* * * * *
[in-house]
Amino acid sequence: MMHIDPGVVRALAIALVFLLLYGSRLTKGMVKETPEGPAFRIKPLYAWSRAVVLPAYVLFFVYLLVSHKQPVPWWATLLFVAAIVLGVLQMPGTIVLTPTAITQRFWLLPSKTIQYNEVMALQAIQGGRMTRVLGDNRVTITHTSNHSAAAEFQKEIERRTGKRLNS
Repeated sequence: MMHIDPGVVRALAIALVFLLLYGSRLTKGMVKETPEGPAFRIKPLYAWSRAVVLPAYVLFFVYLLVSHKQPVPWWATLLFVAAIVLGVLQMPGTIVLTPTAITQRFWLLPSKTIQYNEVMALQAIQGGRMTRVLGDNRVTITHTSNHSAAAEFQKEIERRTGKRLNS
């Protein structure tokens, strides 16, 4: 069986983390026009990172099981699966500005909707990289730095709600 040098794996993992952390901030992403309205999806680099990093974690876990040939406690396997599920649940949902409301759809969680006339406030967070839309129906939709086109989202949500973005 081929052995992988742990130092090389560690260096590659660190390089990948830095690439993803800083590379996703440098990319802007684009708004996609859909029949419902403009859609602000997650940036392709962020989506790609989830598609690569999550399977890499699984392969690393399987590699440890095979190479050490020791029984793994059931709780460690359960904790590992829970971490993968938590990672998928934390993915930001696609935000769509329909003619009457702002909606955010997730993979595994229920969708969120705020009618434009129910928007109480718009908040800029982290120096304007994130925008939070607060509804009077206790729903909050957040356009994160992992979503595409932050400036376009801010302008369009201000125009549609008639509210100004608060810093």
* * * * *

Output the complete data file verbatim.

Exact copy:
[in-house]
Amino acid sequence: MMHIDPGVVRALAIALVFLLLYGSRLTKGMVKETPEGPAFRIKPLYAWSRAVVLPAYVLFFVYLLVSHKQPVPWWATLLFVAAIVLGVLQMPGTIVLTPTAITQRFWLLPSKTIQYNEVMALQAIQGGRMTRVLGDNRVTITHTSNHSAAAEFQKEIERRTGKRLNS
Repeated sequence: MMHIDPGVVRALAIALVFLLLYGSRLTKGMVKETPEGPAFRIKPLYAWSRAVVLPAYVLFFVYLLVSHKQPVPWWATLLFVAAIVLGVLQMPGTIVLTPTAITQRFWLLPSKTIQYNEVMALQAIQGGRMTRVLGDNRVTITHTSNHSAAAEFQKEIERRTGKRLNS
């Protein structure tokens, strides 16, 4: 069986983390026009990172099981699966500005909707990289730095709600 040098794996993992952390901030992403309205999806680099990093974690876990040939406690396997599920649940949902409301759809969680006339406030967070839309129906939709086109989202949500973005 081929052995992988742990130092090389560690260096590659660190390089990948830095690439993803800083590379996703440098990319802007684009708004996609859909029949419902403009859609602000997650940036392709962020989506790609989830598609690569999550399977890499699984392969690393399987590699440890095979190479050490020791029984793994059931709780460690359960904790590992829970971490993968938590990672998928934390993915930001696609935000769509329909003619009457702002909606955010997730993979595994229920969708969120705020009618434009129910928007109480718009908040800029982290120096304007994130925008939070607060509804009077206790729903909050957040356009994160992992979503595409932050400036376009801010302008369009201000125009549609008639509210100004608060810093």